Wow, this happened to me in second grade, now it’s happened again.
Because of circumstances beyond our control John and I are in . . well. . . John would say “real estate hell”, I would call it an escrow holding pattern.
Living in an empty house with only a mattress in the living room is not an ideal situation. All of my art supplies from my easel to my paints are in storage containers in transit to Phoenix. The good news is that losing one’s self in art can be as simple as a pencil and pad of paper.
During this journey I’ve discovered a website that has partially saved my sanity.
Russian artist, StanProkopenko, who is an instructor at the nationally known Jeffrey Watts Atelier has created an online course focused on anatomy for artists. It’s called Proko.com
What really strikes me about this site is;
From the outside in
I’ve always had a hard time with anatomical charts of front or back facing diagrams with color coded muscles to memorize. This “inside outward” approach seems so removed from what we are working with as artists. Stan’s approach starts with the outside surface, and works inward.
When painting from a live model, have you ever had a situation where the lighting was so poor that minimal anatomical information was evident, leaving you to “make things up?”. That’s fine if you’re a landscape painter, pushing a tree over or adding a mountain, but if it’s a figure “things” can’t be randomly manipulated…unless you have a working knowledge of what’s happening under the surface. This opens up a world of possibilities to enhance the design, movement and expression in a painting.
Stan has lots of hands on lessons, just watching the videos will not give you the full benefit, picking up a pencil and doing “the work” that Stan lays out will make a huge difference in understanding anatomy for artists.
Stan has an off beat sense of humor that makes a dry subject more enjoyable to learn. Check it out, let me know what you think-
It’s important to protect a framed painting from abrasion while being shipped in a box and this soft fabric bag, which I make, is what works for me.
I start out with cotton furniture pads from U-Haul, that’s right, they are made from a very soft 100% cotton felted material, which means no static electricity to attract dust to your painting.
What you’ll need for this project is:
U-haul pads, ( I can get two bags for 18″ x 24″ paintings from one pad, each pad measures 69″ x 86″ ).
Ruler or tape measure
Sharpie or other marker
Scissors or rotary cutter
I make these in one piece, so there’s a minimum of sewing involved. Begin by drawing a diagram with the height, length and width of the framed painting plus the seam allowance, as below.
The measurements going across the top from left to right are
1/2″ seam allowance
1″, in this case the depth of the framed painting was 2″, divide in half I have 1″ on each side
28 1/2″ this is the actual measurement of the front wide, plus 1/2″ for ease
1″, the other half of the 2″ depth
1/2″ seam allowance
The measurements going down the right side from top to bottom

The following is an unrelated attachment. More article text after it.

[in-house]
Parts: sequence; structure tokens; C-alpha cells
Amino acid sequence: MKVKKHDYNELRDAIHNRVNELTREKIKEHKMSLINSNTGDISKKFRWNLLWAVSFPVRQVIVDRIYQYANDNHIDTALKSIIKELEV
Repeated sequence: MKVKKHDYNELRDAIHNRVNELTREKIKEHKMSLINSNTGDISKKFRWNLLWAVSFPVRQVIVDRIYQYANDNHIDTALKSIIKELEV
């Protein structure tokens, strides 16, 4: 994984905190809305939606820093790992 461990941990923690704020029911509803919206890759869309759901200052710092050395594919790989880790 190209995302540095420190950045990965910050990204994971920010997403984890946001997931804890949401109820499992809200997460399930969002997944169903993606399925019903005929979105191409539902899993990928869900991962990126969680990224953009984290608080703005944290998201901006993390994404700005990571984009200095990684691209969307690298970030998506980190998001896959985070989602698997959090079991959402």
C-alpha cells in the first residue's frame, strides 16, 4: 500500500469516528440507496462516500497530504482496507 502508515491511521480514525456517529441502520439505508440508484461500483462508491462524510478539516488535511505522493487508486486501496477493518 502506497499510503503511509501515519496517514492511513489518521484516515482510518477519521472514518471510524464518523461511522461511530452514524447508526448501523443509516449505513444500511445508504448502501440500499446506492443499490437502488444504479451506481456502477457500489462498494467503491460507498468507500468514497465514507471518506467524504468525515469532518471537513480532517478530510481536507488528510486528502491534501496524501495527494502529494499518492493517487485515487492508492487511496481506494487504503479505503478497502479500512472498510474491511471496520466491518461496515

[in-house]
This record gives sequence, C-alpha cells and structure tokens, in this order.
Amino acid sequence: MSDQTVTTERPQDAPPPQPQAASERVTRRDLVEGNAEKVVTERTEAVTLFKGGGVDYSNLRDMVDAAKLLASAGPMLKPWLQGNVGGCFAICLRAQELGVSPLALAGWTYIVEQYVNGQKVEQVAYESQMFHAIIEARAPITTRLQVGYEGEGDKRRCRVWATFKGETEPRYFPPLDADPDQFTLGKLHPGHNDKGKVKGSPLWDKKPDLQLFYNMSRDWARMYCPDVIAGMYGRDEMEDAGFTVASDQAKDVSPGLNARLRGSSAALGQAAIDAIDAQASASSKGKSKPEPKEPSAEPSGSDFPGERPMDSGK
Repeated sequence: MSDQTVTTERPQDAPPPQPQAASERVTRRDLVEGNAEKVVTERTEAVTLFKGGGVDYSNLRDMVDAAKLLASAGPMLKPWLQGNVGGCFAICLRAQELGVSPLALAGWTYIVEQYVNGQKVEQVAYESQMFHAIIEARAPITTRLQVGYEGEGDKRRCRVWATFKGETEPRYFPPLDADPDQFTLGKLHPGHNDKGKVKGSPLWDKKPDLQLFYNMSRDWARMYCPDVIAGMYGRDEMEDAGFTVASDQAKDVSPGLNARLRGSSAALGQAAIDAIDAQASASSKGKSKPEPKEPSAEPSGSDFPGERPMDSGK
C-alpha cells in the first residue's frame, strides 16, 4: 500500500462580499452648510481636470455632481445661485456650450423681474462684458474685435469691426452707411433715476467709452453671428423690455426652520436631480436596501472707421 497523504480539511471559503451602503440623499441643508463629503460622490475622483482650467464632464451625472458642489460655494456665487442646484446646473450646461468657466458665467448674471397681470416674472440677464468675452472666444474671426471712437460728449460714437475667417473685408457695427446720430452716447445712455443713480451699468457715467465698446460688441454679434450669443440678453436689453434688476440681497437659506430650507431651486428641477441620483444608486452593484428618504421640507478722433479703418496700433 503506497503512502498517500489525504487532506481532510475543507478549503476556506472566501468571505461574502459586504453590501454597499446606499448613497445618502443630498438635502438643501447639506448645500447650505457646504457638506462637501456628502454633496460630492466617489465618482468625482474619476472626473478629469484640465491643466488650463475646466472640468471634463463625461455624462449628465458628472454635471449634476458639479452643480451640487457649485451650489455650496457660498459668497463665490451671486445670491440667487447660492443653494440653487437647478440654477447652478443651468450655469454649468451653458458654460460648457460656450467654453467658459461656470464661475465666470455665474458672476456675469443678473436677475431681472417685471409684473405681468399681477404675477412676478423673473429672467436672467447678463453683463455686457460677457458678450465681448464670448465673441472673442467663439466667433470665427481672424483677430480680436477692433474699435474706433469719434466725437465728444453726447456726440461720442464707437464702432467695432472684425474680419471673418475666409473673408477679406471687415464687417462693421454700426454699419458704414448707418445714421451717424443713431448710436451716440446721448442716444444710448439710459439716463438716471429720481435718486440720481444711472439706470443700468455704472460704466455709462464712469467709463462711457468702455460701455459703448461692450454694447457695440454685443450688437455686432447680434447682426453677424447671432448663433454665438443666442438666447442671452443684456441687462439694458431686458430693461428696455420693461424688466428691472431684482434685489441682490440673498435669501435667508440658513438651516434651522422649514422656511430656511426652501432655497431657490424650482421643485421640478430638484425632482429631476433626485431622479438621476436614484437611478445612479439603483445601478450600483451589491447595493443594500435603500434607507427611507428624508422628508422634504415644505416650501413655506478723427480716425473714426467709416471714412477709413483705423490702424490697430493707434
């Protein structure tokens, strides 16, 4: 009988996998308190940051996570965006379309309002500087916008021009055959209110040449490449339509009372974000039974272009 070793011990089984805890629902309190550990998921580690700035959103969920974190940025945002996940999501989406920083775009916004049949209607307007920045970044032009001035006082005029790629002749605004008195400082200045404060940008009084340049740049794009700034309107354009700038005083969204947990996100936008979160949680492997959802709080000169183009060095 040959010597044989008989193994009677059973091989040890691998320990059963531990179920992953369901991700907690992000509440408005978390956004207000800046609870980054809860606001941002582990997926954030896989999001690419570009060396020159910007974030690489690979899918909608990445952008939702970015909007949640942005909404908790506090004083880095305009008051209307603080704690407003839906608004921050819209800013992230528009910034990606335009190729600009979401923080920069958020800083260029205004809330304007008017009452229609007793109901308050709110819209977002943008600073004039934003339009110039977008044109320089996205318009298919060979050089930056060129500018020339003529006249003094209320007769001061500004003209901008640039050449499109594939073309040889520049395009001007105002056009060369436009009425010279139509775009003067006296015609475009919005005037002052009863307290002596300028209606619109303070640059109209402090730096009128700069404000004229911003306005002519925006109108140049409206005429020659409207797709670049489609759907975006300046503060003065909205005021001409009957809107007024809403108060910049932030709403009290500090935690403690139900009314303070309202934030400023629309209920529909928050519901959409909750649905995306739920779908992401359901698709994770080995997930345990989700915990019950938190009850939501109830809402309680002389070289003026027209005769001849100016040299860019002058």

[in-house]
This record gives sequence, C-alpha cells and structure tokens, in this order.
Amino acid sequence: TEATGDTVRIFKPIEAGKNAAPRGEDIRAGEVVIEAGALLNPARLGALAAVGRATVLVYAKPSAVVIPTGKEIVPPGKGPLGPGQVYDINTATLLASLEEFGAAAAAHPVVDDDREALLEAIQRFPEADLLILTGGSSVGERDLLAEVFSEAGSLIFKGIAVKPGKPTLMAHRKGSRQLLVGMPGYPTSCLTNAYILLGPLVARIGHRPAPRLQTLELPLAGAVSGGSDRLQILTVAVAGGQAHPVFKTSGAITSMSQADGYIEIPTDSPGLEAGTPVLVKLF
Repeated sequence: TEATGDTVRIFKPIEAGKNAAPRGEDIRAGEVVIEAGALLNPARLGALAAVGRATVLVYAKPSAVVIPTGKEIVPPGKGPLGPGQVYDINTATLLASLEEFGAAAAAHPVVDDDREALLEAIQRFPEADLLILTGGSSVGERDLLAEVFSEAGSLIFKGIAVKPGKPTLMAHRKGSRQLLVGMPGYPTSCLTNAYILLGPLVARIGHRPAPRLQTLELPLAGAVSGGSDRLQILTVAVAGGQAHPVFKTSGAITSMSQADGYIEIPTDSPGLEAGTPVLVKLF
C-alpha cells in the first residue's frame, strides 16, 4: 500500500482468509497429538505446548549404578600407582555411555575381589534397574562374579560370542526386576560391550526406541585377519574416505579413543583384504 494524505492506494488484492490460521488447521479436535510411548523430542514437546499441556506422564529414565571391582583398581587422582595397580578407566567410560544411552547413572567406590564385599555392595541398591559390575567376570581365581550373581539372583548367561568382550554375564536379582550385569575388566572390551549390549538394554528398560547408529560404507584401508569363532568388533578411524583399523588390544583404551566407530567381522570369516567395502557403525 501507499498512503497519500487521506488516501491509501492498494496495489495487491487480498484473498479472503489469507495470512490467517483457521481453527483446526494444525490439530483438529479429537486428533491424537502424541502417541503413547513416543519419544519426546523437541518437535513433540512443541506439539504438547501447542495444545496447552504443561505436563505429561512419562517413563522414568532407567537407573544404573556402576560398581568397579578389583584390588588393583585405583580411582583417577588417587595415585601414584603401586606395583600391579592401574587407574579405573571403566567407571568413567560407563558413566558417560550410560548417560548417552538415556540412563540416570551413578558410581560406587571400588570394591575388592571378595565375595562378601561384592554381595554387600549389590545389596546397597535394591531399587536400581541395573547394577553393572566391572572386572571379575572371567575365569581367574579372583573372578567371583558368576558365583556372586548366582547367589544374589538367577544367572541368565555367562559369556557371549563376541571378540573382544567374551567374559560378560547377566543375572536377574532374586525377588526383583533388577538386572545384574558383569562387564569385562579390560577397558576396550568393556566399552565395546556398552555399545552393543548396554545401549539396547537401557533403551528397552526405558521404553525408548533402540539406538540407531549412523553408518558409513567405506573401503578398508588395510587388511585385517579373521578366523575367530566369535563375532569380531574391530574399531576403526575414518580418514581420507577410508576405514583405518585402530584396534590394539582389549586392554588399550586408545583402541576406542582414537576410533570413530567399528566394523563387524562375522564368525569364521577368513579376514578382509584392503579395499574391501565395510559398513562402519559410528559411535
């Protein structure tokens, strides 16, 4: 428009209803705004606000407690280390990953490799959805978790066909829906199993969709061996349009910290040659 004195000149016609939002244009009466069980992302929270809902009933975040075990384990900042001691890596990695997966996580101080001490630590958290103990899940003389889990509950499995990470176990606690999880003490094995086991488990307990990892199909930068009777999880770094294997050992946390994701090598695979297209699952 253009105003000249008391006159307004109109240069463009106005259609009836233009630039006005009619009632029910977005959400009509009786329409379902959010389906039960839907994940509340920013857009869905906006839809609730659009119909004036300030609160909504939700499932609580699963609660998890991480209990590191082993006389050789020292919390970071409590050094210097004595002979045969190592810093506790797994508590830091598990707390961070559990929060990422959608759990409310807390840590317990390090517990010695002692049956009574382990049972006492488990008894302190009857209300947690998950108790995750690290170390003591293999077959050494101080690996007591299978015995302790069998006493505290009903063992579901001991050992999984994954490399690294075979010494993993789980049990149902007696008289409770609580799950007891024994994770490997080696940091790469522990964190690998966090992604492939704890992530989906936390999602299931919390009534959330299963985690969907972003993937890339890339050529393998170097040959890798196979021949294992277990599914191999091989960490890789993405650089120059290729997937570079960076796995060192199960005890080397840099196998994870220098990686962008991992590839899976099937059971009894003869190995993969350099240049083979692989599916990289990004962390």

1 1/2″ extra at top edge to fold over
38″, the length of the painting
2″, the 2″ depth of the painting, this is the bottom of the bag
38″, the length of the painting, (going up the other side)
1 1/2″ the extra to fold over the top
With a Sharpie and straight edge draw lines on the pad to represent the overall width, on this project 31 1/2″, than lines across for the overall length, 81″ here.
Cut this piece out with scissors or a rotary cutter.
If making multiple bags I like to pin a tag to each bag with the dimensions and bag #, this saves time trying to figure out which bag is which later.
Fold the fabric in half, bringing the 1 1/2″ edges together and sew a 1/2″ seam down each side.
Making the corners in order to get the width at the sides; go down to the lower edge and flatten the seam out to make a triangle. Lay the measuring tape across the corner centering the tape, here on 1″ since the bag is 2″ wide.
Using the tape as a guide sew across the corner at this point, (being careful to not sew the tape).
Trim off the corner close to stitching, repeat on other side. You’re done!
Slip it over the painting, and put it in the box. We usually cut 3/4″ foam insulation sheets (from Home Depot) to fit the top, bottom and sides of boxes.
These boxes are easy to pack up and easy for the people at the other end to repack in case the painting needs to be shipped back. Have never had any damage, and they are reusable several times.
Boxing the remainder of my paintings for transit to Phoenix, takes me back to the first time I shipped an oil painting …
Many years ago when my painting “Vinnie” was accepted into the Oil Painters of America Annual Show, hiring a professional packaging company to box up my work seemed like the best choice.
After arriving home with the prepared, boxed, painting, a temptation to open it up set in. How had they protected the painting, what type of packaging materials did they use?
I finally gave in. Carefully cutting the tape, (didn’t want to destroy what I had just paid for), slipping it out onto my work table I saw several layers of bubble wrap. Unraveling the plastic sandwich revealed the surface of Vinnie’s face… pock-marked with bubble imprints! Panic set in.
John and I stood there silent, trying to take in what our eyes were seeing. When we could finally think straight, the deduction was that the varnish had reacted with the wrap. Maybe removing the layer of varnish on the painting would also erase the textured layer. Carefully messaging mineral spirits over the surface eventually removed the marks, restoring Vinnie to his former self.
My lesson… never use bubble wrap next to an oil painting, and…DIY in the future.
In the next post, I’ll share how I make custom bags to protect my paintings in transit…